Also, read How to Check for Unclaimed Money in South Africa

SRD Project

South Africans who are struggling to make ends meet will be delighted to hear about the SRD project, which aims to eliminate hunger in the country. First and foremost, they were concerned about those who had been beneficiaries of the program but were unable to take advantage of it due to its limitations. It was pointed out by the participants that the Human Rights Commission found that most beneficiaries do not make use of their grants despite there being no punishment for not using them.

An arrow could have hit the most deserving target with an arrow instead of shooting the clouds with a gun. The Central Statistics Office (CSO) recently amended regulations which are bad news for those seeking financial aid for education. The effects of these amendments will be felt for one and a half years after they were made for providing financial aid to students.

SASSA COVID-19 SRD Grant Monthly Prior

The change in regulations led to more than 16 million families applying for financial aid within three months of the change, implying that the families needed financial assistance before this change. Before the regulatory changes were implemented, more than 15.5 million needy people accessed the SASSA COVID-19 SRD grant each month, but after the changes, fewer than 10 million accessed the grants.

Response from DSD

This petition highlights two fundamental problems that need to be addressed by the Department of Social Development (DSD). SRD grant regulations have been amended to address weaknesses in the first set of new rules. In addition to missed application deadlines and unclear regulations, the court found flaws in the way the grant process is conducted.

  • In order to qualify for the COVID-19 SRD, the income amount had to be higher than R350.
  • When applying for an SRD grant, bank information is no longer favored over the applicant’s information.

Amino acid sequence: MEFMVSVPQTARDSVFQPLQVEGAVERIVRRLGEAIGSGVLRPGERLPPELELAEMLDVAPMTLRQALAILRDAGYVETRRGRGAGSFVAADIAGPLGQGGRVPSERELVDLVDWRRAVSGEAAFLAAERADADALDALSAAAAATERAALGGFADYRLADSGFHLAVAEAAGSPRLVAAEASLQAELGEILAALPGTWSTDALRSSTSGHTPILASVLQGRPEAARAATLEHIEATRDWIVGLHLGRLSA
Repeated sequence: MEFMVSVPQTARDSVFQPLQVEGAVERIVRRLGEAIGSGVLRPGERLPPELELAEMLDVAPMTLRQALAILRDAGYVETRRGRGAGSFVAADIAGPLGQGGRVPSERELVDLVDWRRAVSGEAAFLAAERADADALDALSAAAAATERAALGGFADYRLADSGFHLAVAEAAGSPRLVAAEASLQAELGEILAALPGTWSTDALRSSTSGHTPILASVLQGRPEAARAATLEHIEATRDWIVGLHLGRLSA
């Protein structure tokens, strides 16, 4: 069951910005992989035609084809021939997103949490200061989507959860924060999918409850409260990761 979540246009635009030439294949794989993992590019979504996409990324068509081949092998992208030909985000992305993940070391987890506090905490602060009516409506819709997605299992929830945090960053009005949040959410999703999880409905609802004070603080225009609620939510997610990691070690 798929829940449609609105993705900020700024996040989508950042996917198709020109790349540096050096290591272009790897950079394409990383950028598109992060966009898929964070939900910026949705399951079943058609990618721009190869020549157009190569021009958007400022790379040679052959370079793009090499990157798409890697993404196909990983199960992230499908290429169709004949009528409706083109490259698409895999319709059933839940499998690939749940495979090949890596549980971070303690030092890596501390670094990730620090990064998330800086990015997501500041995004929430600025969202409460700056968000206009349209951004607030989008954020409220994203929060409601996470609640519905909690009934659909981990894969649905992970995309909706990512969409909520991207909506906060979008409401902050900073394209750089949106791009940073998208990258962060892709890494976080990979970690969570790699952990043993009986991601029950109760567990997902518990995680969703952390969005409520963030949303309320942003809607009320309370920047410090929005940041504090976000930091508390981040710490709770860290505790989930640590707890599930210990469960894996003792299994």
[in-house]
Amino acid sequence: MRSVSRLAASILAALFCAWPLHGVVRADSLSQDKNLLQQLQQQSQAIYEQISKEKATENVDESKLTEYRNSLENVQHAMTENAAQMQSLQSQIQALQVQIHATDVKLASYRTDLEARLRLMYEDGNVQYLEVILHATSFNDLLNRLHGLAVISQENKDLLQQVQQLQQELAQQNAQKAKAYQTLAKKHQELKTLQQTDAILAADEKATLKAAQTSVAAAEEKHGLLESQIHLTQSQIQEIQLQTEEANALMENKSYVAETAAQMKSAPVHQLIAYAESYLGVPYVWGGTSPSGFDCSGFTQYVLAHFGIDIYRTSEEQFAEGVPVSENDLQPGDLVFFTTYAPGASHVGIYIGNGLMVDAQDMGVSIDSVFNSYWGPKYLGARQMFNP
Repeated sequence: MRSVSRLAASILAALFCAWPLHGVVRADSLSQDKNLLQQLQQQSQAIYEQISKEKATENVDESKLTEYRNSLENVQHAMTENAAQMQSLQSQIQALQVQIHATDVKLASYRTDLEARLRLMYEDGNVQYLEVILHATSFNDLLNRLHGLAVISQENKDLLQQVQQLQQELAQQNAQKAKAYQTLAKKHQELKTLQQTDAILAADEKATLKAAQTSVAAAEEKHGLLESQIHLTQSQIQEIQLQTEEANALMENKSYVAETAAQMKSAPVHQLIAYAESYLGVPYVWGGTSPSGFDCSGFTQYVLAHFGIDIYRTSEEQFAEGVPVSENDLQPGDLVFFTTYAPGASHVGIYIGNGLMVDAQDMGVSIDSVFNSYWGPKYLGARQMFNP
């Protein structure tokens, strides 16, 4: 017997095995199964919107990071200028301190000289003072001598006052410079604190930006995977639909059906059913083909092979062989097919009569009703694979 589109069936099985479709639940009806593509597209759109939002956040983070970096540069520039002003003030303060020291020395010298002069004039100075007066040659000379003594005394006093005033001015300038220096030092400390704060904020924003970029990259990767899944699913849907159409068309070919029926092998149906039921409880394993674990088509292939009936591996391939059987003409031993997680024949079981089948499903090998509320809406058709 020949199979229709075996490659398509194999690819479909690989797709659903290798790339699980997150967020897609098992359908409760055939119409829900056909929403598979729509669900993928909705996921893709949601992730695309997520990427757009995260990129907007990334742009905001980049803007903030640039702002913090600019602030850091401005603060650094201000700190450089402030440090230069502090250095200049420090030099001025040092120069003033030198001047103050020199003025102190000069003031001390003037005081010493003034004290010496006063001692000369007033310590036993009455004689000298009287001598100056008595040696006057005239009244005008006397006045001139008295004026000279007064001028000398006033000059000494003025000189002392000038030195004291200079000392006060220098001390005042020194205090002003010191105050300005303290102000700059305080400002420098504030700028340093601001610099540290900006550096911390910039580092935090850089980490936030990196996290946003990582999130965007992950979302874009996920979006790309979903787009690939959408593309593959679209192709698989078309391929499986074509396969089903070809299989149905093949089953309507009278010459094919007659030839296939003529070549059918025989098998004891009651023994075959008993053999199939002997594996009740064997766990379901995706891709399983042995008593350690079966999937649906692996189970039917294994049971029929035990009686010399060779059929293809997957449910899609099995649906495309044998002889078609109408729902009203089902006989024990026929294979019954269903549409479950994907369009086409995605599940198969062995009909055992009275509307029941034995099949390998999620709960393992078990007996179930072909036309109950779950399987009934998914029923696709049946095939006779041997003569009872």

Also, read Sassa Job Vacancies

Legal action against SASSA R350 has been withdrawn by Black Sash

A legal petition filed by Black Sash, the organization representing 21 million South Africans in the economy, has been withdrawn. In the group’s view, granting grants to social enterprises is discriminatory, so they wanted the policy overturned.

A legal action filed by DSD against Black Sash has been withdrawn. As a result of the organization’s actions, the legal application has been withdrawn. Nevertheless, it remains dispiriting that a legal challenge was necessary for DSD to change course and adopt a human rights-based grant program,” said Black Sash CEO Morne du Preez.

Also, read Sassa Online Application For R350


After reversing the decision to discontinue the Sassa R350 grant, the legal action over its withdrawal has ended. In addition to bringing attention to the plight of vulnerable individuals and families who rely on social relief grants, the legal proceedings also sought to challenge the government’s decision to end the grant.

After the Sassa R350 grant was withdrawn, citizens expressed widespread outrage and concern, as it threatened to aggravate the already precarious economic conditions facing many South Africans. As a result of the legal action as well as the collective efforts of advocacy groups, civil society organizations, and individual citizens, the government is now reconsidering its stance due to the legal action.

As a result of this outcome, governments are held accountable for their policies and decisions. Affected communities must be mobilized to bring about change, as well as public pressure.

In spite of the fact that the Sassa R350 grant withdrawal was eventually reversed, it remains vital to remain vigilant and proactive in safeguarding vulnerable populations’ rights. It is particularly important during times of economic hardship for the most marginalized members of society to have social safety nets and comprehensive support systems available to them to ensure peace of mind.

Developing sustainable and inclusive social welfare programs is imperative for governments going forward. So, they can ensure vulnerable families and individuals have access to resources and support needed to live dignified lives.

As a result of the legal action over the withdrawal of Sassa R350 grants, social justice and human rights have been significantly protected. When individuals and communities come together to demand a fairer and more equitable society, it stands as a testament to the power of collective action.

Also, read Unclaimed Funds for Deceased in South Africa